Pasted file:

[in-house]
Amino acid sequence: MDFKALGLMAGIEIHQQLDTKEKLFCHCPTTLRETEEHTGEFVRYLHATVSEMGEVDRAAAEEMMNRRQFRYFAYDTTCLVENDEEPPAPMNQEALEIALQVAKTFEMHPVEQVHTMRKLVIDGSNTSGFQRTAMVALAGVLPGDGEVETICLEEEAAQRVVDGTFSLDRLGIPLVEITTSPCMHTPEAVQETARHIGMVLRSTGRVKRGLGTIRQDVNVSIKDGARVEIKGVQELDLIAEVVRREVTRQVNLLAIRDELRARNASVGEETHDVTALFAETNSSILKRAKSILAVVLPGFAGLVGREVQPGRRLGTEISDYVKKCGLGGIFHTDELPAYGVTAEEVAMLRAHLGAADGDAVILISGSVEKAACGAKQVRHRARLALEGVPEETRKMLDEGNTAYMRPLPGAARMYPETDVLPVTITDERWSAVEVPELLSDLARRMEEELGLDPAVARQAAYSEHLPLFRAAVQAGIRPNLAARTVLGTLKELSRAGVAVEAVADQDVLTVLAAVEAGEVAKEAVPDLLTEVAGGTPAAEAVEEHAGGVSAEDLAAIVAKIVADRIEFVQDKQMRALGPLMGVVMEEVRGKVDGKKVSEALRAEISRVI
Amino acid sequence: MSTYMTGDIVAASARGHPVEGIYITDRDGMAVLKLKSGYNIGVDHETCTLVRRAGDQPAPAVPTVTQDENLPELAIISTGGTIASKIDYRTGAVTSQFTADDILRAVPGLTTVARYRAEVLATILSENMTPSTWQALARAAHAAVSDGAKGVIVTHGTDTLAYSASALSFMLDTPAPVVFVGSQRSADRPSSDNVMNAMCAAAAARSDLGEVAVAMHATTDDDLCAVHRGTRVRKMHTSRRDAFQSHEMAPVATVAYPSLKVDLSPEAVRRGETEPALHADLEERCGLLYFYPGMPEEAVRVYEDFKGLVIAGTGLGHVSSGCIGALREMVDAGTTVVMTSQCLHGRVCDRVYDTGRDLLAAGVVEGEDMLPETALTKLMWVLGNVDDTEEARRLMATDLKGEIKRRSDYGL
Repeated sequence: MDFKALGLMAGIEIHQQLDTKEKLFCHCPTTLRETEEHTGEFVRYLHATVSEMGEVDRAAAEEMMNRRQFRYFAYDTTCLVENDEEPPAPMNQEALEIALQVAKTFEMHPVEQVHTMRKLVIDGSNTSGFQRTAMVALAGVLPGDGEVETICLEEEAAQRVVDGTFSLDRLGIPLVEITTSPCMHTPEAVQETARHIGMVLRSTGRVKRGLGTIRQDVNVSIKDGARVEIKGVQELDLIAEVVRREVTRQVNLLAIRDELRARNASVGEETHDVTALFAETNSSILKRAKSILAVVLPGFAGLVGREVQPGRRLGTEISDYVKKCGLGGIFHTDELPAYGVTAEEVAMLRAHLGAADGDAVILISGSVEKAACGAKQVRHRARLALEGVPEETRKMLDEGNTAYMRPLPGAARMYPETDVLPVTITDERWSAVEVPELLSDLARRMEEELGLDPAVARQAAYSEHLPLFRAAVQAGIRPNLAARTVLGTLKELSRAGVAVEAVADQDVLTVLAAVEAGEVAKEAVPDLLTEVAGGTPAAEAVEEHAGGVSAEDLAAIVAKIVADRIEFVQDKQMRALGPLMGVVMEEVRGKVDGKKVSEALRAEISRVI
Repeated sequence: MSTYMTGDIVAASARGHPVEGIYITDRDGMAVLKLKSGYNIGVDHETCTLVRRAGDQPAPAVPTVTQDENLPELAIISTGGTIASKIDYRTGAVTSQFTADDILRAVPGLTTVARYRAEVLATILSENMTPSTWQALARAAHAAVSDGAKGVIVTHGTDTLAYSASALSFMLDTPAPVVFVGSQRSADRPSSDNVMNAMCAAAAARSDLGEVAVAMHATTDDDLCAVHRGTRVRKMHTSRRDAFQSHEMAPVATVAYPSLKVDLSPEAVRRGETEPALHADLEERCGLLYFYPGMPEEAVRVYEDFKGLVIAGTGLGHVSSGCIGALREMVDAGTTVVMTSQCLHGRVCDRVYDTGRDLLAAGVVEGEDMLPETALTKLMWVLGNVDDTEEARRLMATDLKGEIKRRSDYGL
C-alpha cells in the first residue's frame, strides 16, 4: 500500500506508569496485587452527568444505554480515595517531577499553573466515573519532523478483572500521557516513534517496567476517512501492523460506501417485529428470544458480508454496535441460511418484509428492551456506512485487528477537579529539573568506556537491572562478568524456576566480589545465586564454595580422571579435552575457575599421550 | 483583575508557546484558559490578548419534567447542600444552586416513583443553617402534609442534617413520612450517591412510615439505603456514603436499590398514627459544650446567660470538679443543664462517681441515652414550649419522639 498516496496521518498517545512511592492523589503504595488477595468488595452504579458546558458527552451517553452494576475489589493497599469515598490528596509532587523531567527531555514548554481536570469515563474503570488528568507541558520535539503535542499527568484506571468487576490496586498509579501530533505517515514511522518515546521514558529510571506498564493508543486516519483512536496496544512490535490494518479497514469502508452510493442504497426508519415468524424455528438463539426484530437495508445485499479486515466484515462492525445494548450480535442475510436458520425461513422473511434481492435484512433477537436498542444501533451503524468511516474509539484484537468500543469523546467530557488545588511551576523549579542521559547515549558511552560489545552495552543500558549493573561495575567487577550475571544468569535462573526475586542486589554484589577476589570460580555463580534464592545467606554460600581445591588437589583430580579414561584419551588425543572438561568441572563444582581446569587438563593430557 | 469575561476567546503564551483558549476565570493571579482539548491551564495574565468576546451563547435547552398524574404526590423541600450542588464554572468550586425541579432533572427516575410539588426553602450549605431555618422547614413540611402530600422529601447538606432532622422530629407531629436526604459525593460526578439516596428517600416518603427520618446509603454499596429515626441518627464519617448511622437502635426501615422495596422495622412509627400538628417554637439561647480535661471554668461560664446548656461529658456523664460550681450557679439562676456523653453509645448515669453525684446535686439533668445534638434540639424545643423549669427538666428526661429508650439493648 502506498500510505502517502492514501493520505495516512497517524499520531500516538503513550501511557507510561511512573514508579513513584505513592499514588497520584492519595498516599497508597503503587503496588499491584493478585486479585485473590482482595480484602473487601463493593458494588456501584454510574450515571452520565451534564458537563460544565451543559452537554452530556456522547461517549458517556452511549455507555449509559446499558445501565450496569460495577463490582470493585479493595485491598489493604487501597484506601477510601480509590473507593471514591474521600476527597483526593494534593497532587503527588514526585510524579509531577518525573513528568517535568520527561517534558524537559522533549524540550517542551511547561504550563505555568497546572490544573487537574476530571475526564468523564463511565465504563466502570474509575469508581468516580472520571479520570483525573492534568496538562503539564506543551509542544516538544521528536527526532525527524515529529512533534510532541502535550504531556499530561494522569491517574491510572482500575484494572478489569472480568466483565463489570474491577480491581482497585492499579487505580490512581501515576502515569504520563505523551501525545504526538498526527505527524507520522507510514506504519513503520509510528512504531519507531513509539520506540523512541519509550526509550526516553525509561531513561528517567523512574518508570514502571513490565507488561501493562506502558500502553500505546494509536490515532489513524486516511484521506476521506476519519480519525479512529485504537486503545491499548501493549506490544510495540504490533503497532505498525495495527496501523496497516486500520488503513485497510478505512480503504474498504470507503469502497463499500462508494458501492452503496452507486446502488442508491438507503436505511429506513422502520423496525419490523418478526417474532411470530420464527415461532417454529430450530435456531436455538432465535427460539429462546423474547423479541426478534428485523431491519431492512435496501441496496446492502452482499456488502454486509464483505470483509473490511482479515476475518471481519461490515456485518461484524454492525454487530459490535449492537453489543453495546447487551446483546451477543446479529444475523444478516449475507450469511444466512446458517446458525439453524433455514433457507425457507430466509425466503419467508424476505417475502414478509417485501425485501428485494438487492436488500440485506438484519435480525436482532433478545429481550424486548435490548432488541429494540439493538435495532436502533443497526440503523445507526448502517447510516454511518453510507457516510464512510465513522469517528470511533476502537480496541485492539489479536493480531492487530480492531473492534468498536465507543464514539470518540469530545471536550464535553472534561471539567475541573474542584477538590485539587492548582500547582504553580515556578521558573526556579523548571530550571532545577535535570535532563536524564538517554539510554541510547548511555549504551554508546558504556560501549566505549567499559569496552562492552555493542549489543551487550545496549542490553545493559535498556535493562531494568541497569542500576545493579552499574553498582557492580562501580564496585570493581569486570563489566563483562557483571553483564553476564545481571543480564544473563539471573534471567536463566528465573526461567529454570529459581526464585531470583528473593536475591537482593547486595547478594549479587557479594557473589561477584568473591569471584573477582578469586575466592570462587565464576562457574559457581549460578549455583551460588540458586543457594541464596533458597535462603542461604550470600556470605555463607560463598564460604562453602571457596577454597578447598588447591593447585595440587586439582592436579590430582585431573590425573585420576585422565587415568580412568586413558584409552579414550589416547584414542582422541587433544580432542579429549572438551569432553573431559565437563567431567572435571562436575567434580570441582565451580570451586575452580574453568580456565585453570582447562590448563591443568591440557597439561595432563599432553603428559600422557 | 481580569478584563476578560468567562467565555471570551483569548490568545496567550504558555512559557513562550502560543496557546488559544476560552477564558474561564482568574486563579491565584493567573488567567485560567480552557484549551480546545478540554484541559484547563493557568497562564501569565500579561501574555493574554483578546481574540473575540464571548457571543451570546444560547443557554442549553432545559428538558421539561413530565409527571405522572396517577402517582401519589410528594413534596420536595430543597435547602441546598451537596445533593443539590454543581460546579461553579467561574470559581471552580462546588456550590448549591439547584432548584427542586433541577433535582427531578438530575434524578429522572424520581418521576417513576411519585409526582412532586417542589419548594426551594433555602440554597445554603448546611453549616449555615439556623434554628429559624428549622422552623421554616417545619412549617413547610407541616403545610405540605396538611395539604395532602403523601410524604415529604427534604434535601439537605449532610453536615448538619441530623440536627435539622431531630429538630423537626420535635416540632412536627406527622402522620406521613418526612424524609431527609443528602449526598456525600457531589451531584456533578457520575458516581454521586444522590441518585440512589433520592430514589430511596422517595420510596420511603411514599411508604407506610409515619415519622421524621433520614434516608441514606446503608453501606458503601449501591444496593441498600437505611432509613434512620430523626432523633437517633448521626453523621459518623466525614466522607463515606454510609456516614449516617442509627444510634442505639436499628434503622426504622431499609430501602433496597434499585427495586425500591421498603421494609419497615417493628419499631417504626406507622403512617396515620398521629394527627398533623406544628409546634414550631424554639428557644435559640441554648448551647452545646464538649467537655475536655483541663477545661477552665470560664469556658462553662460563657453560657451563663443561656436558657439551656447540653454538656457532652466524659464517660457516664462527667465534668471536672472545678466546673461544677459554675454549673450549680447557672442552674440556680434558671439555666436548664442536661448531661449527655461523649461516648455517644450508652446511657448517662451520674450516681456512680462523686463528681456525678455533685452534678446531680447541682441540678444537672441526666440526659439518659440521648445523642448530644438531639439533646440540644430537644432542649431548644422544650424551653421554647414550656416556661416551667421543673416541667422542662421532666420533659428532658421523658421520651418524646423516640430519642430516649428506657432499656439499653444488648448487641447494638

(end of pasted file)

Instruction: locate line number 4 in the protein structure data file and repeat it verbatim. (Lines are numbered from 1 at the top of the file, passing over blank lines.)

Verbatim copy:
Repeated sequence: MDFKALGLMAGIEIHQQLDTKEKLFCHCPTTLRETEEHTGEFVRYLHATVSEMGEVDRAAAEEMMNRRQFRYFAYDTTCLVENDEEPPAPMNQEALEIALQVAKTFEMHPVEQVHTMRKLVIDGSNTSGFQRTAMVALAGVLPGDGEVETICLEEEAAQRVVDGTFSLDRLGIPLVEITTSPCMHTPEAVQETARHIGMVLRSTGRVKRGLGTIRQDVNVSIKDGARVEIKGVQELDLIAEVVRREVTRQVNLLAIRDELRARNASVGEETHDVTALFAETNSSILKRAKSILAVVLPGFAGLVGREVQPGRRLGTEISDYVKKCGLGGIFHTDELPAYGVTAEEVAMLRAHLGAADGDAVILISGSVEKAACGAKQVRHRARLALEGVPEETRKMLDEGNTAYMRPLPGAARMYPETDVLPVTITDERWSAVEVPELLSDLARRMEEELGLDPAVARQAAYSEHLPLFRAAVQAGIRPNLAARTVLGTLKELSRAGVAVEAVADQDVLTVLAAVEAGEVAKEAVPDLLTEVAGGTPAAEAVEEHAGGVSAEDLAAIVAKIVADRIEFVQDKQMRALGPLMGVVMEEVRGKVDGKKVSEALRAEISRVI